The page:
The Mancunion

Britain's biggest student newspaper

Don’t call the alt-right losers, call them racists

The worst thing about fascists marching in Virginia is the fact that they are fascists, not that they might have unfulfilling social lives, argues Sam Glover

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Earlier this month, an assortment of Neo-Nazis and White Supremacists gathered in Charlottesville, Virginia carrying Swastika flags and Tiki Torches, and allegedly chanted “Blood and Soil”, and “Jews will not replace us”. Heather D Heyer, a 32-year old paralegal, was murdered for opposing fascism.

What kind of response should this march provoke? Unqualified condemnation. Praise for those brave enough to risk their safety to oppose it. Legal repercussions for anyone who broke the law. Serious thinking about the reasons that people who despise other races feel that the environment is ripe for them to hold this kind of rally. Questions about the response of the President. All of these things are necessary and important.

But there was another response to this public demonstration of fascism, and one that has become a weirdly common weapon in the Twitterverse’s arsenal against anyone who is disapproved of. Instead of expressing horror at the racism and violence, some people jumped online to give their armchair psychoanalysis: these guys say and think horrible things because they are sweaty losers who are either virgins or can’t satisfy their partners. LBC presenter Stig Abell tweeted, referring to the marchers, “not one of these men is in a mutually satisfying sexual relationship.”

Other, similar tweets received hundreds of thousands of retweets. Similarly, in the Presidential election campaign last year, statues popped up in Manhattan, San Francisco, Los Angeles, Cleveland, and Seattle, depicting a naked Donald Trump with a tiny penis.

Most of the tweets in the aftermath of the rally were from the left, but ironically, this is a tactic straight from the playbook of the right (and alt-right), both in America and Britain. After the attack earlier this year in Manchester, President Trump branded the attackers as ‘evil losers’. Boris Johnson claimed that men who go off to fight for the Islamic State are “literally w**kers”, who turn to extremism when they are “rejected by women”, and are “obsessed with porn.”

There are a few reasons that this kind of response to fascism or terrorism is an undesirable one. When the immediate response to hearing about Neo-Nazi marches or the killing of innocent people is to construct a humiliating caricature of those involved, we undermine the actual faults of these people and the downplay the horror of their actions. Islamic terrorists aren’t worthy of our condemnation because they watch porn, they’re worthy of our condemnation because they murder children at a pop concert. Nazis aren’t odious because they’re not having sex, they’re odious because they hate people who aren’t white.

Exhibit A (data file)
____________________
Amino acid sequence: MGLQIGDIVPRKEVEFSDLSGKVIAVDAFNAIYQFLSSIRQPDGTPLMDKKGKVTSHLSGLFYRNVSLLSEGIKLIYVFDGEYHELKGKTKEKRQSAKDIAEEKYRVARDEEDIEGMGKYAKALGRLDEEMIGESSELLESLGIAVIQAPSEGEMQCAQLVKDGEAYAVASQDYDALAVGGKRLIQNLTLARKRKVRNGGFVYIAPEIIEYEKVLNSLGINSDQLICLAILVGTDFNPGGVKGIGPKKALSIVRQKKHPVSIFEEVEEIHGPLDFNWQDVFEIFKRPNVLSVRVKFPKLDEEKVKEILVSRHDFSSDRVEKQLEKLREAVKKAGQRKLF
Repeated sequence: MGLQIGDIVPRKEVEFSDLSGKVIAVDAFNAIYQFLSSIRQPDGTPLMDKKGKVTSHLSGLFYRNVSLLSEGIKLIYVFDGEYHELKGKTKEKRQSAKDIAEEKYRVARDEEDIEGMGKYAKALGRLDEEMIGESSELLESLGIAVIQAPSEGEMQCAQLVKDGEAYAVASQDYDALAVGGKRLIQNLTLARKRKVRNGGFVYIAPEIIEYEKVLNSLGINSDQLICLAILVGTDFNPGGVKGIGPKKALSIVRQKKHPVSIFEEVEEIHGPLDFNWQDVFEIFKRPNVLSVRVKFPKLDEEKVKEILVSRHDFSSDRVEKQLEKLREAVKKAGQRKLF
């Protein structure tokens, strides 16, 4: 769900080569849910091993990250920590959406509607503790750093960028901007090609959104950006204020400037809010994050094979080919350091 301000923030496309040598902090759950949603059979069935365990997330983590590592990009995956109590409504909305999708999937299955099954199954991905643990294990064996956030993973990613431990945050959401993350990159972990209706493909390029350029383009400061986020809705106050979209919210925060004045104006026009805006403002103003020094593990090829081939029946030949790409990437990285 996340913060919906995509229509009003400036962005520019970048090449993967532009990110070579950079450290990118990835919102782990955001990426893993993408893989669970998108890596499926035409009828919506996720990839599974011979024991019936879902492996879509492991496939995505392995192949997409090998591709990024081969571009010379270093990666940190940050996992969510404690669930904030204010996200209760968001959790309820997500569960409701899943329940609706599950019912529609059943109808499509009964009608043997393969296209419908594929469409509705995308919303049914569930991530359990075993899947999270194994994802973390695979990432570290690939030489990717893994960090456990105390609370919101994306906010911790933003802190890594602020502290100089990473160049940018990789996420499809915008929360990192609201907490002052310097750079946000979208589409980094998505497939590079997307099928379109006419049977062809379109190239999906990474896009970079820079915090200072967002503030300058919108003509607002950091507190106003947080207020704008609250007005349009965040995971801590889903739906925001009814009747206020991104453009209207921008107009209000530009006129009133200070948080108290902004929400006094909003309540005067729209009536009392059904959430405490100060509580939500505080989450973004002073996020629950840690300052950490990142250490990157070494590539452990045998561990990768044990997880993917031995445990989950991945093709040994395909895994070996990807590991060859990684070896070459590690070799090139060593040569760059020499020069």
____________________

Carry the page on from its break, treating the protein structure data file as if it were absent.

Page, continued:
There’s another reason that the ‘loser narrative’ is undesirable: it’s baseless. There is, understandably, a tendency for people to find every way in which people they don’t approve of are unlike themselves. We take solace in the idea that we could never have these abhorrent views because we have friends and satisfying relationships, and we don’t sit in a dark room, face lit only by the screen of a laptop, and say horrible things about people who we’ve never met. But it’s not really true: fascists and the rest of the alt-right have families and friends. And to caricature them as losers makes it easier to fall down the rabbit hole. By being aware of the fact that there are people on the far-right who aren’t so different from ourselves, we can be more vigilant when we encounter far-right rhetoric and propaganda.

The most serious problem with the ‘loser narrative’ is that it increases the appeal of radical ideologies to people who are feeling alienated. On online alt-right message boards, people with normal social lives and satisfying relationships are resentfully known as ‘normies’. By calling these people losers, we play into their narrative, and advance the view that people who are isolated and unhappy will inevitably be the advocates of extremist positions. We make it easier for the alt-right to target people who are feeling despondent and frustrated, and those feelings are channelled into hatred and violence.

We have plenty of things we can say about those who marched in Charlottesville. Their views are vile and hateful. They are opposed by all compassionate and rational people. They, and their views, will be defeated, as they have been before. They may or may not be losers, but they are certainly racists, so why not say so?